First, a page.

In August 1995, at the 50th anniversary of the cessation of hostilities, eight former Australian prisoner-of-war (POW) visited the Singapore Botanic Gardens in order to observe their wartime workmanship and gleefully recounted their memory of that time.
Plant House in 1882Plant House was constructed in 1882 to display ferns, ornamental plants and aroids. It was later extended to display orchids and also served as a venue for public flowers shows, flower festivals and exhibitions, plants sales were held here to generate revenue.
Structure at Plant HouseIt gained a roof in 1885 which was later replaced with beams and restructured to showcase many ornamental, exotic and rare climbers. An example of the rare climbers still thriving here is New Guinea Red Jade Vine that introduced in 1930s, blooms irregularly and feature spectacular tresses of orange-red claw shaped flowers.
Ferns@Plant HouseIt is indeed creepy of climbers of plants and large flowering climbers that are such a spectacular element in tropical garden.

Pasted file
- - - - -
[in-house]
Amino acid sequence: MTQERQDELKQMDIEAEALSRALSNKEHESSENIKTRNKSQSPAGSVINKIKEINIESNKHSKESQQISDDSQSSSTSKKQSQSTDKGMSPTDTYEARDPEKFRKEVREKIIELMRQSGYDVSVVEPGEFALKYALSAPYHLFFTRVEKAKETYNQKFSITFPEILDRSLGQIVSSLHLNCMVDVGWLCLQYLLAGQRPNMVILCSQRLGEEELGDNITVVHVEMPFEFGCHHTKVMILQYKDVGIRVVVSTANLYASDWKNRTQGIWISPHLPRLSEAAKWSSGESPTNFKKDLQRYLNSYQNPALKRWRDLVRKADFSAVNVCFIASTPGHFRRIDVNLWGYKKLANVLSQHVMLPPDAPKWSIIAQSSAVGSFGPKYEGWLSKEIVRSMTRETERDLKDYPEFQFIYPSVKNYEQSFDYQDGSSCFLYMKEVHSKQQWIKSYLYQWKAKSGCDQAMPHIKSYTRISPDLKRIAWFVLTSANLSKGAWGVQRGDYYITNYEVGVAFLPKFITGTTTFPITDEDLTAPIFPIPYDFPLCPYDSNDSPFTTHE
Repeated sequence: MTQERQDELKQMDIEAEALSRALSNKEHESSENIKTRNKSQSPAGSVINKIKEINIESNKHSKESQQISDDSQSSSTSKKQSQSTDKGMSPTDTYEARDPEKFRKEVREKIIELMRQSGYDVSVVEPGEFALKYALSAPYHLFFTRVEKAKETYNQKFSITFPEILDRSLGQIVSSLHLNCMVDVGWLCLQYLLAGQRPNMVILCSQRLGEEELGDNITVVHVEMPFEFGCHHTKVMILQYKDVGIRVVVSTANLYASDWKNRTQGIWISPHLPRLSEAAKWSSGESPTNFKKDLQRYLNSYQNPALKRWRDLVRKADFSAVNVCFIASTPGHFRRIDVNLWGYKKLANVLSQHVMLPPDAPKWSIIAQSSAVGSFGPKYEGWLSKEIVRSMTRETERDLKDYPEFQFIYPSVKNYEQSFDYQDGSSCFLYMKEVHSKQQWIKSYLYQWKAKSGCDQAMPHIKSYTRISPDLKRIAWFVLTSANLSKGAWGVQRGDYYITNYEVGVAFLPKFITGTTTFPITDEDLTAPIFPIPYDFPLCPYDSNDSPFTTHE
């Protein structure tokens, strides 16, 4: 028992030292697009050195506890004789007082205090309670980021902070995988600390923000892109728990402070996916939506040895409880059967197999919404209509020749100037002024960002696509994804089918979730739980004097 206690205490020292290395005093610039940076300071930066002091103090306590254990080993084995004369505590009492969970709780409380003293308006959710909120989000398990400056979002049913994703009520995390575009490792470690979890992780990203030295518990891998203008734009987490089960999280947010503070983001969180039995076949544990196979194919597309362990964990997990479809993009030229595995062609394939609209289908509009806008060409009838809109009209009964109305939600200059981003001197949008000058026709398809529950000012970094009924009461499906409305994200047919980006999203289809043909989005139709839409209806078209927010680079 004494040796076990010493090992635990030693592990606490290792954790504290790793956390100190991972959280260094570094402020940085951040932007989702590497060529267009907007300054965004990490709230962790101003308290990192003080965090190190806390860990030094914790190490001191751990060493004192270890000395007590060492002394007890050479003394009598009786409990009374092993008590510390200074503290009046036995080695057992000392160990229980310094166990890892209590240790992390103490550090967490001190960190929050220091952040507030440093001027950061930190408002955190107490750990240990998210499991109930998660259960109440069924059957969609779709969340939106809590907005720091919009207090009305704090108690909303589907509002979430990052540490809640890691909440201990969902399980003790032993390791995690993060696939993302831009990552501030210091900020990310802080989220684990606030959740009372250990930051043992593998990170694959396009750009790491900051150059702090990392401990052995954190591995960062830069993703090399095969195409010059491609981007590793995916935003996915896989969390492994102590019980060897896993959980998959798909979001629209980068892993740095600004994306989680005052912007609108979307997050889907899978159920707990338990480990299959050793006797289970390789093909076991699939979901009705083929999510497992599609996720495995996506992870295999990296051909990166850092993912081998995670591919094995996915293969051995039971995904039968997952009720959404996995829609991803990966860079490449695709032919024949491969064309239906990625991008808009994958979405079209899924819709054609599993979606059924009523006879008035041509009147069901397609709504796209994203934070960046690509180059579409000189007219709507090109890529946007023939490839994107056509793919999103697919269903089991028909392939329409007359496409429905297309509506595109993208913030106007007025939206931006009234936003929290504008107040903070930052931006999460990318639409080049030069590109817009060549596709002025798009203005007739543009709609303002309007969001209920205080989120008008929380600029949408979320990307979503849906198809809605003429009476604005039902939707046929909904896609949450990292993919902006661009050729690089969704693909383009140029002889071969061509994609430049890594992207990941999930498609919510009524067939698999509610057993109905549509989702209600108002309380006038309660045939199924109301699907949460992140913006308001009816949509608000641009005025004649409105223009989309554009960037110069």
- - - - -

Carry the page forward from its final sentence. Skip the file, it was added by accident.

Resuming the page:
Frangipani GroveFrangipani trees and garden swings may seem like odd bed-fellows at the Singapore Botanic Gardens. 12 garden swings lure passer-by to pause for a moment and sway along with the breeze under the frangipani trees. Those were the days when I was a kid, I sat on this swing at my late grandma's kampong since 1970s.
My childhood friends and me (1980)In 1980, my childhood friends and I were sat wooden bench at Swan Lake at Singapore Botanic Garden. Those were the days, where we were having a good time together and already keep in touch wherever we went.
Rainforest Tree park at SBG (1980)It was then sunny at that time I remember, we took shelter at the nearest rainforest tree where there was a bench to sit on. It was indeed cool shade under the tree to have a photo shot by one of my childhood friend using my old camera - Pentax. Oh yes, at that time I was working at Pentax company located at No 98, Pasir Panjang - Rank O'Connor's at O'Connor House. It specialised in CCTV, P.A. Sound, CATV, Energy Management, Sign & Score-Board and to name a few.